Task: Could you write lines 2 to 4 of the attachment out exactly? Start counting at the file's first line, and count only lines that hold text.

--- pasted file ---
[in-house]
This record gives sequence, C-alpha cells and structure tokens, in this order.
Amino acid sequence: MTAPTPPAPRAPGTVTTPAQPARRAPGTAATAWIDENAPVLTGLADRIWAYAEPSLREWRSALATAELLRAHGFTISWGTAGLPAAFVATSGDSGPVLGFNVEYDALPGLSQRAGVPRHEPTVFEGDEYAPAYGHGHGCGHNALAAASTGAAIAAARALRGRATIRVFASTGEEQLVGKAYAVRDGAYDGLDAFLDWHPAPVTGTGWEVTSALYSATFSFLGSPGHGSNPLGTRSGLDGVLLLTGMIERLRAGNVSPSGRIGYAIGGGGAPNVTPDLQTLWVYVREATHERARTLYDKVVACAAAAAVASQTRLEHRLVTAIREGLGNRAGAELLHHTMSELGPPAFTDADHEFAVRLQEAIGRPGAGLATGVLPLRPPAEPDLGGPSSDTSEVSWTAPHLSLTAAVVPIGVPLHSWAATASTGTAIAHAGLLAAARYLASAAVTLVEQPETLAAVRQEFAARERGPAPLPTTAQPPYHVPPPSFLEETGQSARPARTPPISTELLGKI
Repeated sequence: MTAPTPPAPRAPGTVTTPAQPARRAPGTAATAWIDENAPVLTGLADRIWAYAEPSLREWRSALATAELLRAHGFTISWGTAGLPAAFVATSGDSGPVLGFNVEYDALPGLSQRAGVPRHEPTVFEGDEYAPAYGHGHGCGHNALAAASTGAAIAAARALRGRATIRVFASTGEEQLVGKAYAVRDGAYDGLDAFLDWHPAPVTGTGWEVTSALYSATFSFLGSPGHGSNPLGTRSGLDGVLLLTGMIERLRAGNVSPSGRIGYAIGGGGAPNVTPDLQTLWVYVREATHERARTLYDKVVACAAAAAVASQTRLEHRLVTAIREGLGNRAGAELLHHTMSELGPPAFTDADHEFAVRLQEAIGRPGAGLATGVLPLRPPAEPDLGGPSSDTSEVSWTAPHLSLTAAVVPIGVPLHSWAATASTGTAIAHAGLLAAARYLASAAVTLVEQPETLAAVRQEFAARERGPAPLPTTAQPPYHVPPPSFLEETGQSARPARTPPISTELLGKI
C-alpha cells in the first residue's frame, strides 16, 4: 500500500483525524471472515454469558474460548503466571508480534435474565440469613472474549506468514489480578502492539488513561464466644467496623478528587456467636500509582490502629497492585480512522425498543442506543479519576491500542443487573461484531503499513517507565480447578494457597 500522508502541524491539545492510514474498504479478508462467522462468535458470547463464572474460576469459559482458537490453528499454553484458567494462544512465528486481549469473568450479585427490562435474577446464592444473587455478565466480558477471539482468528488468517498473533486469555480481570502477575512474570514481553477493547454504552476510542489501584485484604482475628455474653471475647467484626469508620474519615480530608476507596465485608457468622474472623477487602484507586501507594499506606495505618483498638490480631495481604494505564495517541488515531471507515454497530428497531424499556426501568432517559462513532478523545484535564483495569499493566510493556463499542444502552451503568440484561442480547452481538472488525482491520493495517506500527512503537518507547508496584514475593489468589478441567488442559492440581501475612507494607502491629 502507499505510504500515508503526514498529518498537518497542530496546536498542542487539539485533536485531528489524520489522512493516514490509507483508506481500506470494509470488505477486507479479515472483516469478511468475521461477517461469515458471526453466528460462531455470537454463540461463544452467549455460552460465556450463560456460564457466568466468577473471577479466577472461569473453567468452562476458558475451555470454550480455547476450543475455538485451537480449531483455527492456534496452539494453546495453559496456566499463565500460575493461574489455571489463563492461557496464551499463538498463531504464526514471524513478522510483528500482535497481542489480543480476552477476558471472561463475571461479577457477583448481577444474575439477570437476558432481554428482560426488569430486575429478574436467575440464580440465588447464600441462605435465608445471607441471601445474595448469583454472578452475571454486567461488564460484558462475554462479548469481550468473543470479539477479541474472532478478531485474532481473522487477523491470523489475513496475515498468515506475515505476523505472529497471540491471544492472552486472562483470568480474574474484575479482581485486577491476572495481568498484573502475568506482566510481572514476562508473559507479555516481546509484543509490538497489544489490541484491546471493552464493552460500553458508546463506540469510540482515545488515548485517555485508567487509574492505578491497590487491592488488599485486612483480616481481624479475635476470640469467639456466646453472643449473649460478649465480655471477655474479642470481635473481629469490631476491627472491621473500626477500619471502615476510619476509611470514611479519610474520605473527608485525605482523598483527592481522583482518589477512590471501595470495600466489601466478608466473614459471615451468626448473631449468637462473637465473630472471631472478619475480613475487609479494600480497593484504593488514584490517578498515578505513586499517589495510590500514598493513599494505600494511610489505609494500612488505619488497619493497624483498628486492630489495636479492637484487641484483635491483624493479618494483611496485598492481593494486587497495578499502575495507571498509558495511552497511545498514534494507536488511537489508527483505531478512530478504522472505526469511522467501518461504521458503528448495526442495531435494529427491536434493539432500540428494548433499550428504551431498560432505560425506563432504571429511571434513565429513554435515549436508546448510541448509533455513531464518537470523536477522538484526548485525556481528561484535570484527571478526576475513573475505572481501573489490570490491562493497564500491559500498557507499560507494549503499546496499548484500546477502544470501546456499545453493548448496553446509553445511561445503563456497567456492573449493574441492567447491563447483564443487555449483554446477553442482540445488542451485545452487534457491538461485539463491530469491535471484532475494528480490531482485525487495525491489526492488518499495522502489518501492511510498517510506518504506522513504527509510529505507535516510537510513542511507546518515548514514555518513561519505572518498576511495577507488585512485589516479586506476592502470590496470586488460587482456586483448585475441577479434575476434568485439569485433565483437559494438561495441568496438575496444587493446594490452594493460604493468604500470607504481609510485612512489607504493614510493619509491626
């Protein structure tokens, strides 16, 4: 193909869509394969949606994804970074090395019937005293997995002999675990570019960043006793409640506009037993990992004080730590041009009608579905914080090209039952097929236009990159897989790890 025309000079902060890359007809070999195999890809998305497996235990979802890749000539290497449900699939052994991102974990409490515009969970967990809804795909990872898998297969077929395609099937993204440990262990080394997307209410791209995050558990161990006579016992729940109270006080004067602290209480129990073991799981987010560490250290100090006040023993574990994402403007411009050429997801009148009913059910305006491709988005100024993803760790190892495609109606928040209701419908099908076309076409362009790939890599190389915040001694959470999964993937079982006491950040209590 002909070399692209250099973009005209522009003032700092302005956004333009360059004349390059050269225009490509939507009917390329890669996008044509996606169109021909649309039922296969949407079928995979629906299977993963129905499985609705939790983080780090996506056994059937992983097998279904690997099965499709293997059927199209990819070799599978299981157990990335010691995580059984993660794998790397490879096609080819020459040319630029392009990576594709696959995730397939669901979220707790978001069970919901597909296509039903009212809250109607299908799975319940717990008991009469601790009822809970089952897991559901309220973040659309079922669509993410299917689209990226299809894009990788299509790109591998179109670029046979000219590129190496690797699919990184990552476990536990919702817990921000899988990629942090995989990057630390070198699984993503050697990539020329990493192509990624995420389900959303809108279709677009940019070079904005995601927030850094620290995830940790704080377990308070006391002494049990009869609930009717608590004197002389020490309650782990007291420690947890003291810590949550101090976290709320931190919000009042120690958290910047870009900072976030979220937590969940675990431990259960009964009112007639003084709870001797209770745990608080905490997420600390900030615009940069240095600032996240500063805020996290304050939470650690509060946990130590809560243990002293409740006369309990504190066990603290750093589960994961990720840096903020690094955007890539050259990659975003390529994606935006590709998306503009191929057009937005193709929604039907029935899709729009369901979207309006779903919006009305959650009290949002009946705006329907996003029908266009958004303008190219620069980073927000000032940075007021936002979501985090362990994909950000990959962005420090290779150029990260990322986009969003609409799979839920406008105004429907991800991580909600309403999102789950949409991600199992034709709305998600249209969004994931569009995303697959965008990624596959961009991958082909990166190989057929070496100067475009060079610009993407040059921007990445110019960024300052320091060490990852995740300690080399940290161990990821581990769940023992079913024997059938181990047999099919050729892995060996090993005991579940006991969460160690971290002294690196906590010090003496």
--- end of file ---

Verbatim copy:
This record gives sequence, C-alpha cells and structure tokens, in this order.
Amino acid sequence: MTAPTPPAPRAPGTVTTPAQPARRAPGTAATAWIDENAPVLTGLADRIWAYAEPSLREWRSALATAELLRAHGFTISWGTAGLPAAFVATSGDSGPVLGFNVEYDALPGLSQRAGVPRHEPTVFEGDEYAPAYGHGHGCGHNALAAASTGAAIAAARALRGRATIRVFASTGEEQLVGKAYAVRDGAYDGLDAFLDWHPAPVTGTGWEVTSALYSATFSFLGSPGHGSNPLGTRSGLDGVLLLTGMIERLRAGNVSPSGRIGYAIGGGGAPNVTPDLQTLWVYVREATHERARTLYDKVVACAAAAAVASQTRLEHRLVTAIREGLGNRAGAELLHHTMSELGPPAFTDADHEFAVRLQEAIGRPGAGLATGVLPLRPPAEPDLGGPSSDTSEVSWTAPHLSLTAAVVPIGVPLHSWAATASTGTAIAHAGLLAAARYLASAAVTLVEQPETLAAVRQEFAARERGPAPLPTTAQPPYHVPPPSFLEETGQSARPARTPPISTELLGKI
Repeated sequence: MTAPTPPAPRAPGTVTTPAQPARRAPGTAATAWIDENAPVLTGLADRIWAYAEPSLREWRSALATAELLRAHGFTISWGTAGLPAAFVATSGDSGPVLGFNVEYDALPGLSQRAGVPRHEPTVFEGDEYAPAYGHGHGCGHNALAAASTGAAIAAARALRGRATIRVFASTGEEQLVGKAYAVRDGAYDGLDAFLDWHPAPVTGTGWEVTSALYSATFSFLGSPGHGSNPLGTRSGLDGVLLLTGMIERLRAGNVSPSGRIGYAIGGGGAPNVTPDLQTLWVYVREATHERARTLYDKVVACAAAAAVASQTRLEHRLVTAIREGLGNRAGAELLHHTMSELGPPAFTDADHEFAVRLQEAIGRPGAGLATGVLPLRPPAEPDLGGPSSDTSEVSWTAPHLSLTAAVVPIGVPLHSWAATASTGTAIAHAGLLAAARYLASAAVTLVEQPETLAAVRQEFAARERGPAPLPTTAQPPYHVPPPSFLEETGQSARPARTPPISTELLGKI